The new National Museum of African American History and Culture that's set to open in September on the National Mall in Washington, D.C., will mention that he has been accused by scores of women of drugging and sexually assaulting them.
Museum curators initially said that the comedian's contributions to African-American history and culture should stand on their own, but after criticism from Cosby's accusers and heated public debate about how the museum should address his legacy, the museum's director said Thursday that it would include a reference to Cosby's tarnished reputation.
"This is not an exhibition that 'honors or celebrates' Bill Cosby but one that acknowledges his role, among many others, in American entertainment," Lonnie Bunch said in a statement. "Visitors will leave the exhibition knowing more about Mr. Cosby's impact on American entertainment, while recognizing that his legacy has been severely damaged by the recent accusations."
According to The New York Times, the Cosby-related part of the museum includes "a comedy record, 'I Started Out as a Child,' from 1964, a comic book from 'I Spy,' and clips from 'I Spy' and 'The Cosby Show,' which are in a five-minute video of roughly 30 television programs."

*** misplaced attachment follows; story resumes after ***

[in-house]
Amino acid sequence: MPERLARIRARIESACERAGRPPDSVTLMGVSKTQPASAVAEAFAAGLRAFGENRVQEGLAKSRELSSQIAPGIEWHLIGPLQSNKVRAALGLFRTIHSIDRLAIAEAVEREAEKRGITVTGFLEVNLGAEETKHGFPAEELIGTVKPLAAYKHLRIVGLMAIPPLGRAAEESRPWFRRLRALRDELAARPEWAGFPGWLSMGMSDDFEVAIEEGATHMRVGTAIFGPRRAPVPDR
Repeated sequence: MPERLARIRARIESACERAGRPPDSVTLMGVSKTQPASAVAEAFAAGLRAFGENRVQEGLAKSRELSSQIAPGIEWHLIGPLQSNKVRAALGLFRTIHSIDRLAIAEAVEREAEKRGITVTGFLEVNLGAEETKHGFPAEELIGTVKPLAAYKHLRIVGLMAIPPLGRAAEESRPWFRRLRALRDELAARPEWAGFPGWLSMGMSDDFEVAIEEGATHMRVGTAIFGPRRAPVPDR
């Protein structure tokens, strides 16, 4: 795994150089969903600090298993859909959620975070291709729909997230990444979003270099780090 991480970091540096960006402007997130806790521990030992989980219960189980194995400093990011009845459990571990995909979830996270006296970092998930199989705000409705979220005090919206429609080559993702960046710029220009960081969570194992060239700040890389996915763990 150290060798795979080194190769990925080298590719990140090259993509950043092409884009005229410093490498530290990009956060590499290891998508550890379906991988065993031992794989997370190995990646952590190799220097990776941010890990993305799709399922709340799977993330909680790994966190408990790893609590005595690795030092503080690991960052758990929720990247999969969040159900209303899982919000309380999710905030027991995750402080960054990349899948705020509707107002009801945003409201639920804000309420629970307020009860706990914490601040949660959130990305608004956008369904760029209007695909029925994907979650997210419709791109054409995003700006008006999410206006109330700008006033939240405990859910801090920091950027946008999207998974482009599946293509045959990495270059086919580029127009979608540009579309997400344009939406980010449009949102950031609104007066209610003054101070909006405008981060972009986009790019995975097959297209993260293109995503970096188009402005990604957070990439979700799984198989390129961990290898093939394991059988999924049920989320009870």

Bunch says that there have been "many misconceptions and mistaken notions about the presence of Bill Cosby" in the museum and that it's important to include the comedian in the exhibits.
"Some people feel that the Smithsonian should eliminate all mention of Bill Cosby as a result of recent revelations," he said. "We understand but respectfully disagree. For too long, aspects of African-American history have been erased and undervalued, creating an incomplete interpretation of the American past."
Other say the interpretation of Cosby's role in history would have been "incomplete" without mention of the accusations of sexual assault against him. The Times writes:
"One of Mr. Cosby's accusers, Patricia Leary Steuer, 59, who has said the entertainer assaulted her decades ago, welcomed the inclusion. She said that it wasn't her call to decide whether he should be included in the museum, but she said that mentioning the accusations presented a fuller picture.
" 'Without talking about the specter, the pall, hanging over him, it does not feel like a full representation to me,' she said."
Another Smithsonian Museum, the National Museum of African Art, faced a similar quandary last summer when it included pieces of art from Cosby's vast collection. As we reported at the time, the museum decided to post a sign "telling visitors an exhibition that includes art owned by Bill Cosby and his wife, Camille, is 'fundamentally about the artworks and the artists who created them, not Mr. Cosby.' "